In August 2020, the first trial assessing an inactivated COVID-19 vaccine was published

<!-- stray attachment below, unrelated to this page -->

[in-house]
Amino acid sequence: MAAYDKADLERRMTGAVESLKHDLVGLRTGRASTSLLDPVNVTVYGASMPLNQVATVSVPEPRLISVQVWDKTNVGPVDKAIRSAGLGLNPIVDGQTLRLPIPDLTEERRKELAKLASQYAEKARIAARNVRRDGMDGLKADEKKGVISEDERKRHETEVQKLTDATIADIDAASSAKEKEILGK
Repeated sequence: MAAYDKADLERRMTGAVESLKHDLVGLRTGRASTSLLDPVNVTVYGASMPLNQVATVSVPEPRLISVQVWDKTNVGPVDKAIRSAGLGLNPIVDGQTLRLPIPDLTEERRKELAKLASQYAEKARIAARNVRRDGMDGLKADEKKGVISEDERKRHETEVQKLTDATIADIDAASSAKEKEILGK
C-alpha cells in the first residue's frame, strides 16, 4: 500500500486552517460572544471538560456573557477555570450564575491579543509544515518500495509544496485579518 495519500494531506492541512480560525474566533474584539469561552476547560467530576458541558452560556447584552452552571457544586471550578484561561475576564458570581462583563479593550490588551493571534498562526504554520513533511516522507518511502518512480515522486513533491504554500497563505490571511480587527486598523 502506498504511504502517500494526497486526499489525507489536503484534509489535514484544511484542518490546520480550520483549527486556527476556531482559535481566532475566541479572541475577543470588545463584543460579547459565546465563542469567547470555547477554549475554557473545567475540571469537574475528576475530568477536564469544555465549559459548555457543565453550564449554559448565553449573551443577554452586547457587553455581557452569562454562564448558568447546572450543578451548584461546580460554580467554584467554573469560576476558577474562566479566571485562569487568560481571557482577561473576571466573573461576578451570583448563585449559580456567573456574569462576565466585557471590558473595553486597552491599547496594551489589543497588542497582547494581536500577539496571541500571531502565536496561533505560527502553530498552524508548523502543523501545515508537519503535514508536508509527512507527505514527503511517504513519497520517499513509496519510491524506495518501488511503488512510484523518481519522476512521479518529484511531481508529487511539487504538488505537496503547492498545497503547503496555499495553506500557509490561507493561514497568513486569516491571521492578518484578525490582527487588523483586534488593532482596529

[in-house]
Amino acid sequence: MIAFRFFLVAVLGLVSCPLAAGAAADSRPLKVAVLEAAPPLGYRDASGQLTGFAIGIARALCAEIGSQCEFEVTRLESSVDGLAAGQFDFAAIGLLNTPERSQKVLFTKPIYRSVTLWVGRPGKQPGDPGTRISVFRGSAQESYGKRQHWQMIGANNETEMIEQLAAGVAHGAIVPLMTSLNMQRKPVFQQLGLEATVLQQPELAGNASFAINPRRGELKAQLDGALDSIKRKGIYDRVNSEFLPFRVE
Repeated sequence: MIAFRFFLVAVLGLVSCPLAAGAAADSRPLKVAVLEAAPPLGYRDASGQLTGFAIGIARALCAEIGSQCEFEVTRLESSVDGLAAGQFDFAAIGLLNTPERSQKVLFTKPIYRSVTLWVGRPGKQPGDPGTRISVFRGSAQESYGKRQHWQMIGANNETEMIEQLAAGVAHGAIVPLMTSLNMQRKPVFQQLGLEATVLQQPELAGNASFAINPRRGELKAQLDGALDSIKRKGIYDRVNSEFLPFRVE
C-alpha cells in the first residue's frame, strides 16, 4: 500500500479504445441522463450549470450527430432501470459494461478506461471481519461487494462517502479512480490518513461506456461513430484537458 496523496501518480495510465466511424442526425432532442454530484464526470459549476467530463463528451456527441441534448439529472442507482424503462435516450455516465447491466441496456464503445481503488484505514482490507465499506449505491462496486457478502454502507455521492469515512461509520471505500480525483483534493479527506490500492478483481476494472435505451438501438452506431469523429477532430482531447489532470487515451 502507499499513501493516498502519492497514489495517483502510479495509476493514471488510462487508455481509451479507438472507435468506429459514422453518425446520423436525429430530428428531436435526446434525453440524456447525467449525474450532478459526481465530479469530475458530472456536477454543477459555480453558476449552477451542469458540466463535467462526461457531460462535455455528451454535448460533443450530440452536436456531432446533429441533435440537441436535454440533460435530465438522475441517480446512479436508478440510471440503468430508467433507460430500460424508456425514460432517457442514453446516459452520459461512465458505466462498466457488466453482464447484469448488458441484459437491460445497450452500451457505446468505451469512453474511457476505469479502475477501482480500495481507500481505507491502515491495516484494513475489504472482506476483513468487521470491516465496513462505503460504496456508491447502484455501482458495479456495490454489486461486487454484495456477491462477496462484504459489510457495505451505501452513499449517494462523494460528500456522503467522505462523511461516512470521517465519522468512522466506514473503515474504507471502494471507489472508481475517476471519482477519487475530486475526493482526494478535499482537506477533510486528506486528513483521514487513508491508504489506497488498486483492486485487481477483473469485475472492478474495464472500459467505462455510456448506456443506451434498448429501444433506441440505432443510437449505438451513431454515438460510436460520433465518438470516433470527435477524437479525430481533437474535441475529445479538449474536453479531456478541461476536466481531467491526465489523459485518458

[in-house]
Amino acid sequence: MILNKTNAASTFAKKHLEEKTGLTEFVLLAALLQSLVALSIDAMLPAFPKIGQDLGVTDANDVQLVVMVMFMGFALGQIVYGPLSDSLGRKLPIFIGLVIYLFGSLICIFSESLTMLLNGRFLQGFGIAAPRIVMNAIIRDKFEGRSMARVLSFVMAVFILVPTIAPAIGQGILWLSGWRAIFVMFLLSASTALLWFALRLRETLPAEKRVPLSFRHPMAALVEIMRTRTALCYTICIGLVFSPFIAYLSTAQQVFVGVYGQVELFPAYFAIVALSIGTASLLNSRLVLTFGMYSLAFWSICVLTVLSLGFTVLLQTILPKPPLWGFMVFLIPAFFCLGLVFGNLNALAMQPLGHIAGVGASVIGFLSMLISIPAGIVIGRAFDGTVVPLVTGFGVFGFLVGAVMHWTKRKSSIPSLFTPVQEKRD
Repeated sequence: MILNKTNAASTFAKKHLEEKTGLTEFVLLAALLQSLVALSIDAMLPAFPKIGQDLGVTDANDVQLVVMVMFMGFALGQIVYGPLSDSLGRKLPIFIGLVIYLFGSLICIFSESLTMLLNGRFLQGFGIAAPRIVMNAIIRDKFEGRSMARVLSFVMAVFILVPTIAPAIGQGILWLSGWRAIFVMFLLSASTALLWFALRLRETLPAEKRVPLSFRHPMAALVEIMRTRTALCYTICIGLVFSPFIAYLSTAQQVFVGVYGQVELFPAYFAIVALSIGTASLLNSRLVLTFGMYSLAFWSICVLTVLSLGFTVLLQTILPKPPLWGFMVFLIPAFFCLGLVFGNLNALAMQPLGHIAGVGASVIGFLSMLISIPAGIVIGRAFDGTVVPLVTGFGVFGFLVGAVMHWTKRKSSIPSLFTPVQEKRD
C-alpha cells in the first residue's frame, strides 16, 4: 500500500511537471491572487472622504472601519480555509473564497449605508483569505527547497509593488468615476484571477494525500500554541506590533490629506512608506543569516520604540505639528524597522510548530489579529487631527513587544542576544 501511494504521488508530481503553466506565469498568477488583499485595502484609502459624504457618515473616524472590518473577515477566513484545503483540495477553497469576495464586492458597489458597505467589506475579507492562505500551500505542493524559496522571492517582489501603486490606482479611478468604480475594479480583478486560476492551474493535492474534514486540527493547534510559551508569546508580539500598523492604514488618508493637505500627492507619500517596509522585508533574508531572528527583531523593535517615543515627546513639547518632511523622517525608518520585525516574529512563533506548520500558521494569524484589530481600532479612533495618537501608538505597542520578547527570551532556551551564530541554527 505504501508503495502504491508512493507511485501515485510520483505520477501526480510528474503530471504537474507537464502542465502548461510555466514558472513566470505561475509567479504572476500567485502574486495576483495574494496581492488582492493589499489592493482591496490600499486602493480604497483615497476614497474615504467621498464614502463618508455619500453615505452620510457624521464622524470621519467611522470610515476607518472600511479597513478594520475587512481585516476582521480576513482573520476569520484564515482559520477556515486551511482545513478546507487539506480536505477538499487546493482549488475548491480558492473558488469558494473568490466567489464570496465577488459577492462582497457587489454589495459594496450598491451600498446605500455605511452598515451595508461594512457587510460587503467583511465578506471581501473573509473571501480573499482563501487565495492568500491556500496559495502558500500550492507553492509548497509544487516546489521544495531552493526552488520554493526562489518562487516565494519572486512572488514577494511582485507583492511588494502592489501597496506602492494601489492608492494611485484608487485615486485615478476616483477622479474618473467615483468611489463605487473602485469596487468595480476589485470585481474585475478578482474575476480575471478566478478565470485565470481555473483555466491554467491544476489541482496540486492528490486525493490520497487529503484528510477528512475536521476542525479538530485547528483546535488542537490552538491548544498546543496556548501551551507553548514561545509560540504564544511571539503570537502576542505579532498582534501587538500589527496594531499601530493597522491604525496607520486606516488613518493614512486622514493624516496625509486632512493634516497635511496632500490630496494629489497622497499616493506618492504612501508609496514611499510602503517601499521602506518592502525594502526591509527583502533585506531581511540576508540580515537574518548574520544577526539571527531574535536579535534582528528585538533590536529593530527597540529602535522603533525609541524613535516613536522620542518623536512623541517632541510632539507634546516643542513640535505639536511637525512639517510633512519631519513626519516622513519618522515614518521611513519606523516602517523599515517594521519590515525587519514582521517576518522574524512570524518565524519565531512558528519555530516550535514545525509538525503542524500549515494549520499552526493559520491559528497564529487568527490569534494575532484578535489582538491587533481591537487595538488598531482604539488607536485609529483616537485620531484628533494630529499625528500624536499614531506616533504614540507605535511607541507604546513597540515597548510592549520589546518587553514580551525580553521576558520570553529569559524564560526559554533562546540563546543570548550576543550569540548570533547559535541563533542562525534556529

In August 2020, the first trial assessing an inactivated COVID-19 vaccine was published . in streamlining future global responses to the pandemic. strong class=”kwd-title” Keywords: COVID-19, SARS-COV-2, vaccines, clinical trials L-Leucine 1. Introduction The COVID-19 pandemic continues to spread across much of the world, despite efforts by individuals and governments to curb transmission of the virus . Medical systems in multiple developed nations have been pushed to their limits, overwhelming healthcare workers and depleting resources [2,3]. Consequently, an international collaborative effort between governments, academic research institutions, and private companies was launched during the early stages of the pandemic to develop vaccines with unprecedented rapidity . By 28 November 2020, clinical trials of nine promising COVID-19 vaccines (chosen for further phase 3 trials or development) have been published in high-profile medical and scientific journals [5,6,7,8,9,10,11,12,13,14]. The purpose of these early trials has been to establish safety, but also to demonstrate some degree of immunogenicity. Large investments have been made to expedite availability of promising vaccine candidates to the public through rapid initiation of phase 3 trials and manufacturing of large amounts of vaccine product prior to determination of vaccine effectiveness. Generous L-Leucine funding of COVID-19 vaccines permitted the use of novel vaccine platforms, many of which made use of rapidly available sequencing information to develop products more quickly than traditional approaches which require growth of virus in biosafety level 3 facilities. While the scientific and regulatory communities are eagerly awaiting the results of phase 3 efficacy trials before approval of vaccines, some have advocated advancing vaccine candidates to market prematurely. In the face of this pressure, a critical comparison of available phase 1/2 study data was performed. 2. COVID-19 Vaccine Candidates Starting on 5 May 2020, the first phase 1 clinical trial evaluating a non-replicating adenovirus type-5 (Ad5) vaccine was published (Table 1) . This was followed by a phase 2 study in July 2020 . Two more trials were published in July 2020 demonstrating safety and immunogenicity of an mRNA vaccine platform (mRNA-1273) and a chimpanzee adenovirus-vectored vaccine (ChAdOx1 nCoV-19) [6,8]. In August 2020, the first trial assessing an inactivated COVID-19 vaccine was published . Following this study, two more were published L-Leucine in September 2020: a recombinant SARS-COV-2 nanoparticle full-length S protein vaccine (NVX-CoV2373) and a combination recombinant adenovirus 26 (rAd26) and rAd5, named Gam-COVID-Vac [10,11]. Data on two additional mRNA vaccines (BNT162b2 and BNT162b1) were published on 13 October with BNT162b2 chosen to progress to stage 3 trials , though data on BNT162b1 had been already published earlier [15,16]. Since BNT162b1 is not planned to undergo phase 3 trials, it was not included in the comparison tables in this review. Then, on 15 October, phase 1 and 2 data were published demonstrating safety and immunogenicity of another inactivated virus vaccine (BBIBP-CorV) . Most recently, a phase 1/2 study assessing the efficacy of another inactivated, aluminum hydroxide-adjuvanted vaccine candidate (CoronaVac) was published , while other early phase clinical trial manuscripts like Janssen/Johnson & Johnsons adenovirus 26 based vector vaccine (Ad26.COV2.S) , CureVacs mRNA-based vaccine (CVnCoV) , and Medicagos virus-like particle vaccine are available in preprint . These have not been included in the tables or analysis in this review and are likely to be joined in the coming L-Leucine months by many other vaccine candidates in current early clinical trials. Table 1 Characteristics of COVID-19 vaccine candidates and phase 1 or 2 2 clinical Rabbit polyclonal to CD80 trials. thead th align=”center” valign=”middle” style=”border-top:solid thin;border-bottom:solid thin” rowspan=”1″ colspan=”1″ /th th align=”center” valign=”middle” style=”border-top:solid thin;border-bottom:solid.